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Converting A Query Into A Human-Readable CSV In Two Phases In ColdFusion

Published: October 7, 2022

The other day, I was having a chat with Adam Cameron regarding a very old (2008) post that I wrote for converting a ColdFusion query into a CSV payload. The code in that post makes me cringe; and represents both a style and a mindset that feels archaic. As such, I wanted to go about modernizing that code. But, as I was rewriting it, I kept running into hurdles. What I realized is that converting a ColdFusion query directly into a CSV is simply not something I do that often. Instead, I use a two-phase process that first builds an Array-based representation of the “report data”; and then, I serialize this intermediary value as CSV (Comma Separated Values).

If all you need to do is take a ColdFusion query and serialize it as a system exchange payload to be consumed by another system, then you probably don’t need much customization; all you need is a format that can be read by another computer. The problem is, in my line of work, I’m almost never generating CSV payloads for computers, I’m generating them for humans.

And, once a human is your target audience, then User Experience (UX) becomes a factor. Which means, how you format your report data matters. You can’t just dump data to the screen: you have to consider how people are going to read it; and, how you might be able to remove “noise” in order to make it more human-consumable.

The other big issue that I run into with CSV report generation is that I often need to pull data from multiple sources. Which means, even if I had a function that converted a single query into a single CSV payload, I couldn’t use it consistently without a lot of pre-serialization SQL and code gymnastics.

Since each CSV report has its own special constraints, I’ve taken to breaking the process up into two phases:

  1. Generating a customized, two-dimensional array of data.

  2. Generating a CSV from the intermediary array.

Having two phases means more overhead for the report generation. But, I have yet to run into a report where the database speed wasn’t the biggest bottleneck. As such, I’m not concerned. And, I believe it makes the code more flexible, explicit, and easier to maintain.

Here’s an example of generating a User report. You’ll see that my intermediary data structure makes decisions about header names, column order, formatting dates, and omitting Falsy values in order to reduce noise in a Yes/No column. These aren’t “best practices” across the board – they are simply the choices I’ve made for this report:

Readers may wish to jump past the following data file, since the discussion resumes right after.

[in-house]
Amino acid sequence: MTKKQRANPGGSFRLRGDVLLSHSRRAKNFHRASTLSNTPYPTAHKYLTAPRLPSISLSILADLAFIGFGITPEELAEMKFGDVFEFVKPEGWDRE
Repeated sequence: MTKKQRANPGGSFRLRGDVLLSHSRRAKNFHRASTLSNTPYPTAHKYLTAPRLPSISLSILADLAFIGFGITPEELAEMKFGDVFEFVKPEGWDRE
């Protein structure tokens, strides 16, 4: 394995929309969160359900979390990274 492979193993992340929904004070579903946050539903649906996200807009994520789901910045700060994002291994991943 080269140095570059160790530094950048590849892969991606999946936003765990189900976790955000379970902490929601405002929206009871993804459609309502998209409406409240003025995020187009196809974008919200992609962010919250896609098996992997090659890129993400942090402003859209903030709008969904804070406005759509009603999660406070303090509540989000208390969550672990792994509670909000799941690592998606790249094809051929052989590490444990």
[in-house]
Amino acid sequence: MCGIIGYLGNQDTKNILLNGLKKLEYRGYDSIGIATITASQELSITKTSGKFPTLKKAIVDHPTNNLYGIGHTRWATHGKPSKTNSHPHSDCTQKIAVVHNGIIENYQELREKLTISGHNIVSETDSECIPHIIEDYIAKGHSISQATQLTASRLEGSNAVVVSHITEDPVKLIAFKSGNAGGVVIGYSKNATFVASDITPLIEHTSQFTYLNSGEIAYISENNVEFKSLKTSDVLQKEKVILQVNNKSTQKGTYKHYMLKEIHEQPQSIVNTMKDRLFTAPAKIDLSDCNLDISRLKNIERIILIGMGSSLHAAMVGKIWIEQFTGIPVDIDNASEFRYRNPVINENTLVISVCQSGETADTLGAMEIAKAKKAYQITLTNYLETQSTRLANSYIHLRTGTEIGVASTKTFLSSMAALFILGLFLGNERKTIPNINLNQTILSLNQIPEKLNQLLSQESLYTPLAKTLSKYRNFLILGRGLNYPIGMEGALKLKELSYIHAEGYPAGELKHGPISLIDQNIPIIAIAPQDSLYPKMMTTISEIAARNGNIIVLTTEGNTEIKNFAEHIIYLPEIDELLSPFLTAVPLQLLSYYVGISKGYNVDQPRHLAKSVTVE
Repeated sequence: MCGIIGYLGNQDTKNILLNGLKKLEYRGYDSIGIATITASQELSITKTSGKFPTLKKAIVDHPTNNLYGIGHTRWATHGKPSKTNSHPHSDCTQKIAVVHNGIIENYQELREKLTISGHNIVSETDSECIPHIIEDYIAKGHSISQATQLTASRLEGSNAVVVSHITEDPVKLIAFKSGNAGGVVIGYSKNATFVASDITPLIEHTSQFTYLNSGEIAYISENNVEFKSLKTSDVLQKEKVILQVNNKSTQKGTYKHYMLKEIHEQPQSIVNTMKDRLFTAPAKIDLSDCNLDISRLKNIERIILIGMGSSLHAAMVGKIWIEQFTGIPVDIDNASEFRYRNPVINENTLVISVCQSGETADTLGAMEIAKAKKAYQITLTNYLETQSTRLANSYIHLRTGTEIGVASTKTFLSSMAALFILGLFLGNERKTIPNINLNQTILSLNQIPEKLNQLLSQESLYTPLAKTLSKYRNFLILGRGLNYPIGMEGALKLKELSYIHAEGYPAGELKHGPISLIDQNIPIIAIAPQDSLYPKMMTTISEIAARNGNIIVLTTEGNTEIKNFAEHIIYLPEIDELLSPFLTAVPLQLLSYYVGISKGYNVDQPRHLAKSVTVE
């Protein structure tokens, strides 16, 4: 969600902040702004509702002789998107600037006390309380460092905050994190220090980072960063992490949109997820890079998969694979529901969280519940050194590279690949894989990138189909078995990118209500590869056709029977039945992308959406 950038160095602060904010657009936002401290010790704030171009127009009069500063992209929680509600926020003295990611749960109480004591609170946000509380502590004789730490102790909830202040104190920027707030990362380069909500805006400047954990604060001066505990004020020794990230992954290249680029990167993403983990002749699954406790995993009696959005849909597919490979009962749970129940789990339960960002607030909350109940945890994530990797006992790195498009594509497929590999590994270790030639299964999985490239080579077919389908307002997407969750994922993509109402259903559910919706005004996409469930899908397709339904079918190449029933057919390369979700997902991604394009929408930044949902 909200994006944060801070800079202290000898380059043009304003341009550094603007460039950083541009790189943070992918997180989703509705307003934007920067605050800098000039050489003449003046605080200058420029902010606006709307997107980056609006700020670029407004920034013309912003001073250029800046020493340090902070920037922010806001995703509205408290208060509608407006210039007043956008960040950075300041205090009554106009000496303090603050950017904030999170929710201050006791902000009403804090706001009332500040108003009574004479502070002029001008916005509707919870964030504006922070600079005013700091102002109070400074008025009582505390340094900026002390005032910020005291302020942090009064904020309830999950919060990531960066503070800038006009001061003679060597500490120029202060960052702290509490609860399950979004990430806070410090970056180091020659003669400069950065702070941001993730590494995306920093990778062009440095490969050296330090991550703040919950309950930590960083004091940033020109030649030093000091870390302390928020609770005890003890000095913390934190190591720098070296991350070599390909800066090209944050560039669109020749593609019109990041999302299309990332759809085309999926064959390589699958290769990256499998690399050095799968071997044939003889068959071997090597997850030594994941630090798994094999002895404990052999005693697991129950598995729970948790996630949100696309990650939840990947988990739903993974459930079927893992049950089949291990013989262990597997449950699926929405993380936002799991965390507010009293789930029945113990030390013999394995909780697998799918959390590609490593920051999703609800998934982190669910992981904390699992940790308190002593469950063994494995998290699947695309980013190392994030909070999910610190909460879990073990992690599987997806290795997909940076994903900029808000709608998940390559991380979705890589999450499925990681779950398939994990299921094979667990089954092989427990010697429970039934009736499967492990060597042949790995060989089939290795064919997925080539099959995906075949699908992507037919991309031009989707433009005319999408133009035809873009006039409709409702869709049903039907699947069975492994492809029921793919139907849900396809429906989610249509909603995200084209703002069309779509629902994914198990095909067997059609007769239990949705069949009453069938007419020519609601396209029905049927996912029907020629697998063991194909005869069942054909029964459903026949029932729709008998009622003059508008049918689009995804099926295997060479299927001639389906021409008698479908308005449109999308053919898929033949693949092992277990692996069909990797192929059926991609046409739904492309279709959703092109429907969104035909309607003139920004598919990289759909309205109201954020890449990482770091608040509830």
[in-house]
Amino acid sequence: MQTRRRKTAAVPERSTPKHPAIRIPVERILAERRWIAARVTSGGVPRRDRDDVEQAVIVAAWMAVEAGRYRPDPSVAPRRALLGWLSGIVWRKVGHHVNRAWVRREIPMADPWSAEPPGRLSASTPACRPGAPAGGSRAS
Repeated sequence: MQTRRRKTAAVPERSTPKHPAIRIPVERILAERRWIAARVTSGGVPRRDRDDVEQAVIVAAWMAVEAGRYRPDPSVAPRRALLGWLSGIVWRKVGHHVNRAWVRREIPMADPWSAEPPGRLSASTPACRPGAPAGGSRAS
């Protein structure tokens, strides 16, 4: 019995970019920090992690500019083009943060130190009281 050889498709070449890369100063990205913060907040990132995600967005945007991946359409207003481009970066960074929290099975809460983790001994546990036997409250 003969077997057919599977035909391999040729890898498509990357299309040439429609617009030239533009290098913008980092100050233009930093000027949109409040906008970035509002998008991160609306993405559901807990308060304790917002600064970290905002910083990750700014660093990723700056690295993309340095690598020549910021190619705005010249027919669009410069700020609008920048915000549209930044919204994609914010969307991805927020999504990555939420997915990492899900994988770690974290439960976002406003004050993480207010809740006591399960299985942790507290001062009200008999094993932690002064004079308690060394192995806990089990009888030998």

NOTE: I’m using the CsvSerializer.cfc that I created in my previous post on remediating CSV Injection attacks in ColdFusion.

	include "./sample-data2.cfm";
	// ------------------------------------------------------------------------------- //
	// ------------------------------------------------------------------------------- //
	// STEP ONE: Taking the database query and mapping it onto an intermediary two-
	// dimensional array that represent the cells in a spreadsheet. This allows me to be
	// very exacting in how I want to name and format data. For example, I can completely
	// rename headers, choose different date-masks for different columns, and exclude
	// values that are "falsy".
	rows = [
			"Still Active"
	loop query = sample {
			// These are report-specific formatting functions.
			formatReportDate( sample.createdAt ),
			formatReportYesNo( sample.isActive )
	// STEP TWO: Once I have my row-data specified, complete with custom row headers and
	// report-specific formatting for dates, Booleans, etc, I can now go about serializing
	// the data down into a CSV payload. And, since we've extracted the high-touch, per-
	// report formatting, it means that the CSV generation can be very generic.
	csvData = new CsvSerializer()
		.serializeArray( rows )
	echo( "<pre>#encodeForHtml( csvData )#</pre>" );
	// ------------------------------------------------------------------------------- //
	// ------------------------------------------------------------------------------- //
	* I return the date/time format for the given value, returning an empty string for
	* null values.
	private string function formatReportDate( required date input ) {
		// If this is a NULL'able date, skip it.
		if ( input == "" ) {
			return( "" );
		return( dateFormat( input, "yyyy-mm-dd" ) );

	* I return the Yes/No format for the given value, returning an empty string for false
	* values.
	private string function formatReportYesNo( required boolean input ) {
		return( input ? "Yes" : "" );

As you can see, I’m simply looping over the ColdFusoin query and I’m mapping it (so to speak) onto an array, where each row is an array unto itself. I find this code to be straightforward. And, more importantly, I find it easy to modify. Meaning, within the CFLoop – for example – I can easily add row-specific logic. Heck, I can even have rows of different lengths because the CsvSerializer.cfc doesn’t need to have a strict “Grid” of data – it just deals with Cells.

If I run this ColdFusion code in Lucee CFML, we get the following output:

CSV (Comma Separated Values) output generated in ColdFusion.

As you can see, we were able to generate a CSV (Comma Separated Value) output in ColdFusion with customized headers, customized date masks, and customized Yes/No values.

I’m not saying that all CSVs have to be generated like this. This is just the approach that I use specifically for generating CSVs for human consumption. That said, I feel like it creates a nice separation of concerns; and doesn’t overload the CSV serialization.

Want to use code from this post?
Check out the license.